Dr. Marion (Jack) Walker has dedicated the last 37 years of his life to pediatric neurosurgery, currently practicing at Primary Children’s Medical Center and serving as a professor of neurosurgery at the University of Utah, School of Medicine. In addition to being a beloved neurosurgeon in our community, he is an active advocate for hydrocephalus awareness and research, as well as a proponent for educating his adult-focused colleagues on the needs of children transitioning to adult medical services. As we continue our interview series in commemoration of our 30th anniversary, Dr. Walker reflects on his career and long-standing relationship with the Hydrocephalus Association as a member of the Board of Directors and the chair of the Medical Advisory Board, as well as the challenges he sees facing the hydrocephalus community. To honor his years of service to our community, Dr. Walker was recently awarded the Vision Award for Service at the first annual Hydrocephalus Association Vision Dinner which took place on October 10, 2013, in New York City.
HA: How did you come to be a pediatric neurosurgeon?
DR. WALKER: My father was a family physician. I always knew I wanted to be a doctor, and with my personality type I was pretty sure I would be a surgeon. Fairly early in medical school the neurosciences interested me the most, so I gravitated in that direction. It was a natural progression. When I started my neurosurgical residency, caring for children was the part of my training that excited me most. It didn’t take long for me to realize that pediatric neurosurgery was what I really wanted to do.
In those days, no one really did fellowships. Pediatric neurosurgery was done only in a few centers. There were few people who said pediatric neurosurgery was their chosen specialty. At the same time I was making my decision to subspecialize, some of my colleagues, such as Drs. David McLone, Fred Epstein, Donald Reigel, Michael Scott, Gordon McComb, Harold Rekate and others, were also discovering that this was what they wanted to do. Having done an internship in Salt Lake City, I knew there was an excellent children’s hospital there, and I knew this was an opportunity to start doing pediatric neurosurgery. It all fell into place.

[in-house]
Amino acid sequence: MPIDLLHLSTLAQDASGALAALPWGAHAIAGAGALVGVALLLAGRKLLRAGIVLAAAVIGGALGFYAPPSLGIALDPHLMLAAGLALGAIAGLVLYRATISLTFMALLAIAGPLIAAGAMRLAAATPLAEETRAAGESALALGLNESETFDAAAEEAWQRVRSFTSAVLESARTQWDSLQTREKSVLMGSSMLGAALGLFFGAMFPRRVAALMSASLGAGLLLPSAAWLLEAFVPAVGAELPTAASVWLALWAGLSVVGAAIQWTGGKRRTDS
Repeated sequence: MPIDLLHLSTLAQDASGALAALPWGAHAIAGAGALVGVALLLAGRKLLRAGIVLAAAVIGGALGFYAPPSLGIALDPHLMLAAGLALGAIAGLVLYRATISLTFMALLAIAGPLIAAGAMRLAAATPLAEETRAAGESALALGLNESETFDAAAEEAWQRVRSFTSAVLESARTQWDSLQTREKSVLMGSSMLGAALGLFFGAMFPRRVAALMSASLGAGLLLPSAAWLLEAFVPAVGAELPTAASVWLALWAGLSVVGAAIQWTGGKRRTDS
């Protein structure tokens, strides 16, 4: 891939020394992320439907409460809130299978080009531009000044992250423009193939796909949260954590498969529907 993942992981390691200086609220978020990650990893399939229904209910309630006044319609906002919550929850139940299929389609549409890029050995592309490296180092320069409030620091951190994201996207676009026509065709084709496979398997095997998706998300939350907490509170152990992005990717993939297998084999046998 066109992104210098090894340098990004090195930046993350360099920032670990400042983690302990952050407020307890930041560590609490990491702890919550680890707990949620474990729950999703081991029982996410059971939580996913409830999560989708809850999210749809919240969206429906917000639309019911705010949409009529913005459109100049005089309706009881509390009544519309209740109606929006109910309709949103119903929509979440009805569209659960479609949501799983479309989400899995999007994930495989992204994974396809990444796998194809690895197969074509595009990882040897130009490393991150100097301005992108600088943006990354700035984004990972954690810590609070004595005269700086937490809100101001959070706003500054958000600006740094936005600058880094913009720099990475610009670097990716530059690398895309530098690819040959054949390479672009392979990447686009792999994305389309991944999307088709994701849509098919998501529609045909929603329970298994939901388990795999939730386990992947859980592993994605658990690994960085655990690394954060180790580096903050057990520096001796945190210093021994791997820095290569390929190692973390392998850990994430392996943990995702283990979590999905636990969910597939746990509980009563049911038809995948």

HA: What percent of your time as a pediatric neurosurgeon is devoted to treating hydrocephalus?
DR. WALKER: That’s a good question. It takes more than its share, in some ways. Roughly between 30-40% of the cases we do are related to hydrocephalus – third ventriculostomies, shunts, shunt revisions. But, since shunts can present urgently, hydrocephalus takes up more of our emergent surgery than other procedures do.
HA: How did you first become involved with HA?
DR. WALKER: I was curious about what kind of information was available to patients. I was aware of HA peripherally due to looking for information for my patients. The HA founders often came to our pediatric neurosurgical meetings, so I met them there. I learned that HA had a conference for patients and families. I was invited to attend the third HA conference and I have been going strong with the association ever since.
HA: When did you become a member of the Board of Directors?
DR. WALKER: I joined the board around 2008. Being a board member and working with the members of the Medical Advisory Board (MAB) lead to my becoming the chair of the MAB.
HA: What impact do you feel HA has made in the medical community?
DR. WALKER: The association has had a huge impact and has left a positive impression on the pediatric neurosurgical community. As neurosurgeons we know that HA is the trusted place patients can obtain information and support, and that HA is actively trying to support research. HA is significantly more visible now than it was 6 or 7 years ago. I think as we go forward, we will see increasing appreciation of the value of HA from our adult neurosurgical and neurological colleagues.
HA: What impact do you feel HA has made on the general public?
DR. WALKER: HA is the first group that comes to mind in terms of finding support for families. When I first got involved with HA, I assumed HA was a national organization where everyone went to find support. I was surprised to find that it was still essentially a regional organization. Over time, it grew and grew. The progress that’s been made is astounding. Now it is THE organization for hydrocephalus support, whereas before it was one of several smaller ones.
HA: Where would you like to see HA 5 years from now?